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    A new proposed scheme in NSW may allow people to find out if someone has an AVO

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      Does an AVO Appear on a Police Check?

      How to Find Out if Someone Has an AVO – 2024 UPDATE

      New proposed legislation by the State government could provide an answer to the question of how to find out if someone has an AVO.

      The Right to Ask scheme would allow police to disclose information about a domestic violence offender to potential new victims.

      However, concerns about privacy and malicious applications have been raised as potential issues with the proposal.

      The scheme is currently being discussed with community groups before a bill is proposed.

      How to Find Out if Someone Has an AVO?

      You can find out if someone has an AVO by making an enquiry through the proposed ‘Right to Ask’ scheme.

      This proposed scheme would allow a person who may be at risk of domestic violence to apply through an online portal or phone line to access information about their partner.

      This information would relate to any domestic violence offending by a person’s partner.

      The information would be available in multiple languages.

      Concerns About Right to Ask Scheme

      However, there have been concerns raised about the Right to Ask scheme and how it will protect a person’s entitlement to privacy.

      It is also ripe for malicious applications whereby people who are not in a relationship with a person can make a request under the scheme.

      While there are proposed criminal penalties for malicious applications, it is unclear what the penalty will be for a malicious application. Without adequate penalties, there would be little disincentive for anyone to find out whether someone has an AVO.

      It is also unclear how police would be able to prove an application was malicious without informing the person’s partner of the request. Ostensibly, informing a person’s partner of a request could lead to the person making the request being placed in further danger.

      Based on UK Scheme

      The proposed scheme is based on the United Kingdom’s domestic violence disclosure scheme known as Clare’s Law.

      This scheme was named after 36-year-old Clare Wood was murdered by a partner with a history of domestic violence. She had met the man on Facebook.

      Under the UK scheme, a person can apply to police for domestic violence offence information in relation to their partner. In some circumstances, police can disclose information to the public without being asked.

      Then scheme came into effect in the UK in 2014.

      Support for Scheme

      Premier Dominic Perrottet suggested the scheme’s enactment would help people to make informed decisions about their relationships.

      “There are simply too many heartbreaking stories of women and men being seriously hurt or murdered in circumstances where the perpetrators had a history of prior domestic and violent criminal offences that they didn’t know about,” he said in a prepared statement.

      However, a similar scheme trialled in NSW in 2016. It was available in a few pilot sites and had low uptake. It was ultimately scrapped as it wasn’t seen as an efficient use of funds.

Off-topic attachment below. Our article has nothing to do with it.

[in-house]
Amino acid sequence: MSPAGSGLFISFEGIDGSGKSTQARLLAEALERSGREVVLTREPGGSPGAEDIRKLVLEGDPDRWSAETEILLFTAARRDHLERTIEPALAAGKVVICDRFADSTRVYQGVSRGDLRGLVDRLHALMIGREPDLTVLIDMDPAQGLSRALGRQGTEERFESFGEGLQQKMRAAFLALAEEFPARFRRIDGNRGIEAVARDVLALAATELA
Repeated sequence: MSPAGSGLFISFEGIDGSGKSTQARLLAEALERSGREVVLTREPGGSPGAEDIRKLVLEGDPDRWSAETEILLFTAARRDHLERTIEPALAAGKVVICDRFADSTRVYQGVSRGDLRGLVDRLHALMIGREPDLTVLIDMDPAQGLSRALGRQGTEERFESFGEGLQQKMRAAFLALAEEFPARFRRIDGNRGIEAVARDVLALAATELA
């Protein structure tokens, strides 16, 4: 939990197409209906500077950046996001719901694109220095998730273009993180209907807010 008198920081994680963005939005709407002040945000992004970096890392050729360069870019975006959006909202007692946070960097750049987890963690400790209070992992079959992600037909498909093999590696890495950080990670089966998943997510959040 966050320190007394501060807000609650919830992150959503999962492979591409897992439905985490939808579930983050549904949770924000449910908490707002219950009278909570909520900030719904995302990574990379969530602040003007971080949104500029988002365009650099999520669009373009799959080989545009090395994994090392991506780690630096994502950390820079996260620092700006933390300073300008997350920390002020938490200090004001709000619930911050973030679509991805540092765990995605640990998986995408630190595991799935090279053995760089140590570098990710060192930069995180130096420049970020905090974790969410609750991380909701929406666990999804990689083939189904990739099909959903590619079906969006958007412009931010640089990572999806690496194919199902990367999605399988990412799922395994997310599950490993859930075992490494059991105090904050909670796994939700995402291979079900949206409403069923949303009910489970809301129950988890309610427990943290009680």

Police Minister Paul Toole said the dating landscape had “shifted considerably” since that trial, with more people accessing dating apps and dating outside their friendship circles.

      The new scheme “will allow them to make more informed decisions about continuing a relationship, moving in with someone or making them a part of their family, particularly where children are involved”, he said.

      There has also been a push to block persons subject to AVOs and with domestic violence records from using dating apps.

      The government will meet domestic violence organisations on Monday to discuss the implementation of the Right to Ask scheme, which will be subject to a review after 12 months.

      AVO Conditions

      In order for an AVO to be made, Section 16 of the Crimes (Domestic and Personal Violence) Act sets out the factors that must be proved on the balance of probabilities:

      1. The alleged victim has reasonable grounds to fear a personal violence offence from you; and

      2. The alleged victim, fears a personal violence offence from you unless:

      a) The alleged victim is under 16 years of age

      b) The alleged victim has a mental impairment

      c) the alleged victim has, in the past, been subject to a personal violence offence from you and the court believes there is a reasonable likelihood of it occurring again.

      3. It is appropriate to make an AVO in the terms sought.

      In determining whether to make an AVO, Section 17(2) of the Act allows the Court to consider:

      “(a) in the case of an order that would prohibit or restrict access to the defendant’s residence–the effects and consequences on the safety and protection of the protected person and any children living or ordinarily living at the residence if an order prohibiting or restricting access to the residence is not made, and

      (b) any hardship that may be caused by making or not making the order, particularly to the protected person and any children, and

      (c) the accommodation needs of all relevant parties, in particular the protected person and any children, and

      (d) any other relevant matter.”

      However, if you have been found guilty of associated criminal charges, such as common assault, then the AVO will be made automatically.

      An experienced lawyer for an AVO will be able to advise you on your rights as it pertains to finding out if someone has an AVO. You can contact Parramatta criminal lawyers on (02) 7804 2823 or you can email info@astorlegal.com.au.

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